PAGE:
—Melanie Evans


PITTSBURGH—Highmark plans to buy out bondholders of the financially distressed West Penn Allegheny Health System for 87.5 cents on the dollar to salvage an acquisition deal. Highmark reached the agreement in talks with five major bondholders for $726 million of the health system's outstanding debt. The insurer and health system, both based in Pittsburgh, are also finishing negotiations to amend their acquisition agreement, which will be submitted to state insurance regulators. Highmark's spokesman declined to comment, but in a news release officials said the deal would avoid the courts, cut West Penn Allegheny's debt and strengthen the system's balance sheet. Officials are in talks over final terms, which would require approval from bondholders with at least 73.5% of the outstanding bonds. Highmark's acquisition has been closely watched nationally as one of a growing number of deals among insurers, medical groups and hospitals. West Penn Allegheny agreed to an acquisition by Highmark in 2011 as the system struggled with ongoing operating losses and significant debt—the system borrowed $752 million in June 2007, at the tail of the credit bubble that fueled easy access to cheap debt and ended with the Great Recession. West Penn Allegheny unsuccessfully tried to break off the acquisition last fall, saying Highmark tried to compel the system to reorganize under bankruptcy as a new condition of the deal. Meanwhile, West Penn Allegheny's finances continued to deteriorate. The system lost $112.5 million on $1.6 billion in revenue for the year that ended last June.

—Melanie Evans


NEW YORK—The U.S. Justice Department's antitrust division said it will not challenge the Greater New York Hospital Association's proposed program that would reward physicians at member hospitals with a share of savings achieved by using resources more efficiently. The GNYHA submitted a business review request in August for the voluntary gain-sharing program, which will involve commercial health insurance and Medicare and Medicaid managed-care products. The Justice Department said in a Jan. 16 letter that it doesn't intend to challenge the program because the hospitals will not exchange confidential and competitive information. In addition, each participating hospital will be individually responsible for setting physician gain-sharing payments. “Based on GNYHA's representations, the proposed information sharing program is unlikely to facilitate collusion or otherwise raise competitive concerns,” Bill Baer, assistant attorney general for the Justice Department's antitrust division, wrote in the letter. The program will use a third-party contractor to calculate a “best-practice norm” for certain in-patient treatments or procedures. That data will be used to measure physician performance. A physician who meets hospital-established quality standards while reducing costs could receive a share of the hospital's savings. Eleven of the association's roughly 100 member hospitals in New York have registered for the program, according to the letter. A GNYHA spokesman said the program is not connected to GNYHA Ventures, the association's for-profit business that includes group-purchasing services. Additional information about the program was not immediately available.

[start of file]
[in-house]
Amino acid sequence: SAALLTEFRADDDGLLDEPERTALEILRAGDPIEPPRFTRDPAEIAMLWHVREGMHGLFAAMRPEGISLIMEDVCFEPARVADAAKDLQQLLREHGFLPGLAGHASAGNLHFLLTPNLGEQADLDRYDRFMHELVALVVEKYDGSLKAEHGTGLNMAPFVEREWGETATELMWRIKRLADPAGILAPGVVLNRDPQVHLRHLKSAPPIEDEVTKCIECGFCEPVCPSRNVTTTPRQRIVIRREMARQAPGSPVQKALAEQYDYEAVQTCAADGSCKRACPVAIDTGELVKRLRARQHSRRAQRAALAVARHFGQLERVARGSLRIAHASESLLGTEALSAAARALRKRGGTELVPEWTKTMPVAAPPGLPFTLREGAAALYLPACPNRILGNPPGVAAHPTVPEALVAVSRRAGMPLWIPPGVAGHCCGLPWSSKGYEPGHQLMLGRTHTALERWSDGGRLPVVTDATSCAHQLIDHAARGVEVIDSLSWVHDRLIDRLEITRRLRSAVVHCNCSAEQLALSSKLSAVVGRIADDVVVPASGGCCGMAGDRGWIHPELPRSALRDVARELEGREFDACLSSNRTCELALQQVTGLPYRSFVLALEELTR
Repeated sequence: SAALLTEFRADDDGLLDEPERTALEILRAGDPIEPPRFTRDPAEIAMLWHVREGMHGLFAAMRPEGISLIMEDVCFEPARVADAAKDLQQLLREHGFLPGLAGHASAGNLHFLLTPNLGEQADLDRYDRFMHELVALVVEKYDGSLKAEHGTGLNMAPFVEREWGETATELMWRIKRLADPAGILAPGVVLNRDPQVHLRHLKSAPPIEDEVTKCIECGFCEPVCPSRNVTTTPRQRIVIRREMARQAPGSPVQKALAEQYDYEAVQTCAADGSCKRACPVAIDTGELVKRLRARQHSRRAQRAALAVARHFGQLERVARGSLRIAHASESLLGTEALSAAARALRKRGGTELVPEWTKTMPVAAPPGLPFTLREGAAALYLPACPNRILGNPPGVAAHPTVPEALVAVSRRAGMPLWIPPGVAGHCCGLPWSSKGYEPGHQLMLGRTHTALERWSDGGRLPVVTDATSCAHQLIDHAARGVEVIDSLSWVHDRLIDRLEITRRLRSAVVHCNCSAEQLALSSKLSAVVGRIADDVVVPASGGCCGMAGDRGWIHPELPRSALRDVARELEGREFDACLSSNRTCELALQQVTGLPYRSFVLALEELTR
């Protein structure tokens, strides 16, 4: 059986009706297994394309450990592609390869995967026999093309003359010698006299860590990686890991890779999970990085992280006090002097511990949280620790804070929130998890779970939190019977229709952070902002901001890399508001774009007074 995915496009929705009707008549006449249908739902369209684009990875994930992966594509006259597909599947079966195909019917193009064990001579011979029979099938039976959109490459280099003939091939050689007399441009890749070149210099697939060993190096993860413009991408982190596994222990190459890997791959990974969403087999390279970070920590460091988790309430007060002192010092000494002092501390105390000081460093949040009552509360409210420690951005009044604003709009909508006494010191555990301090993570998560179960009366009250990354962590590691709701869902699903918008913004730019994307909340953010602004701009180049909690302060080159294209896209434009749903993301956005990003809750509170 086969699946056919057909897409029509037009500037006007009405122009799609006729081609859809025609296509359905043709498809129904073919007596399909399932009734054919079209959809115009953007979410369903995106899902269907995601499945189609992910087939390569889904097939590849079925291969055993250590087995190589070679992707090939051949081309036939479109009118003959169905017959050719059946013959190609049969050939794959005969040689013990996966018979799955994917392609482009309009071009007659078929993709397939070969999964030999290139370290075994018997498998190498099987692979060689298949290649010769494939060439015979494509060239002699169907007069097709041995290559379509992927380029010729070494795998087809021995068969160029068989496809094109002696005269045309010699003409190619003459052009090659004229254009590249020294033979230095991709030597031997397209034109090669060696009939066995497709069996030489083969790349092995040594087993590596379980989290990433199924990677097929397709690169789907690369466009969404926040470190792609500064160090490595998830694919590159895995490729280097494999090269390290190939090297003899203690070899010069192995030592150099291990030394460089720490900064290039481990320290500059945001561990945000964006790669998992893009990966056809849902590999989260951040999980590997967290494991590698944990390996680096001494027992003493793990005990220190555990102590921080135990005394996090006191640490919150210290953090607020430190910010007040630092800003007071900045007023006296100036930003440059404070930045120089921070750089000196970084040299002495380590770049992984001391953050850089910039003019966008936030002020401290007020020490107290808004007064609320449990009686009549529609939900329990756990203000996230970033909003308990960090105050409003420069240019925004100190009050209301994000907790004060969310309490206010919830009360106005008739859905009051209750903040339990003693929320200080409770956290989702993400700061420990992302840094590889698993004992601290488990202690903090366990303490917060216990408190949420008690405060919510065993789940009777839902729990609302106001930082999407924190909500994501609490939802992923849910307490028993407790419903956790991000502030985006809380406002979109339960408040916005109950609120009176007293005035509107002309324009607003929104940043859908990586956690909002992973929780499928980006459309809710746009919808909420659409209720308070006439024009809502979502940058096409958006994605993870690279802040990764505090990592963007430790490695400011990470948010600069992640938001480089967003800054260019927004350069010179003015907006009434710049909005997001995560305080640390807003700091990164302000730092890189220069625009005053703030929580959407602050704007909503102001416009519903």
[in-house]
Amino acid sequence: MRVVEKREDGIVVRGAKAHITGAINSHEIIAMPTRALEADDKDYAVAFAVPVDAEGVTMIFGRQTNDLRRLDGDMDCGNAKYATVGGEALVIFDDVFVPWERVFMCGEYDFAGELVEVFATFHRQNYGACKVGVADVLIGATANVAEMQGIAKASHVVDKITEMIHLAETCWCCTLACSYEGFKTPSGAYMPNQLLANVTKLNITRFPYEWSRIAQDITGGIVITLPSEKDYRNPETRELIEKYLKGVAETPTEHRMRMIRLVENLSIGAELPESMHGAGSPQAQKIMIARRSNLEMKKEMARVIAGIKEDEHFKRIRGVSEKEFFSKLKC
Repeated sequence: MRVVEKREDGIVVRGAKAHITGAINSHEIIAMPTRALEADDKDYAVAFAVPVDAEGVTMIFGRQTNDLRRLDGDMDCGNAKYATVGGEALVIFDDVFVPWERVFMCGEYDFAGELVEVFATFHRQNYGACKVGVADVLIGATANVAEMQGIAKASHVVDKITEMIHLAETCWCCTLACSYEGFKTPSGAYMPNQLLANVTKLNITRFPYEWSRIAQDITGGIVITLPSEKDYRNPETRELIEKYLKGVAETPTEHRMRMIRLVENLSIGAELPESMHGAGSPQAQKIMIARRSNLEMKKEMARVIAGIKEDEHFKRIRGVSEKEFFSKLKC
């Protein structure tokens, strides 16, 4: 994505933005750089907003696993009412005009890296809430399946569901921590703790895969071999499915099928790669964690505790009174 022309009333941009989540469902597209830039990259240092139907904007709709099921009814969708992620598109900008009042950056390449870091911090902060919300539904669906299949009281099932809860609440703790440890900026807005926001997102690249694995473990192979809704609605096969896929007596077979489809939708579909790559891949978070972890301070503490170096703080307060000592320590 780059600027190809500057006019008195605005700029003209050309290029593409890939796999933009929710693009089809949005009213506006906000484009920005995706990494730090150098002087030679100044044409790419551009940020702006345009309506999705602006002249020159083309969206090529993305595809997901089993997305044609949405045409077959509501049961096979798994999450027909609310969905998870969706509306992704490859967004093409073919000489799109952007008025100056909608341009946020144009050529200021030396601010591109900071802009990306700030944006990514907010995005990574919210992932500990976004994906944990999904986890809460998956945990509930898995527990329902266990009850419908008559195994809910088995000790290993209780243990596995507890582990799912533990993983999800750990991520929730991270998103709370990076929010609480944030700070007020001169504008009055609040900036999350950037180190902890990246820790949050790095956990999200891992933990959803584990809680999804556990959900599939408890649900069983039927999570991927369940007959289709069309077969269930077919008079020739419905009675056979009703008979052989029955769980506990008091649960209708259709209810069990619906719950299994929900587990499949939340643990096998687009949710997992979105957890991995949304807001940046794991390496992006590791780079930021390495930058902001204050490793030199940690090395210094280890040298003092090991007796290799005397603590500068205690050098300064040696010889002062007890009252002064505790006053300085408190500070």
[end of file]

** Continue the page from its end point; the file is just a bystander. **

—Jaimy Lee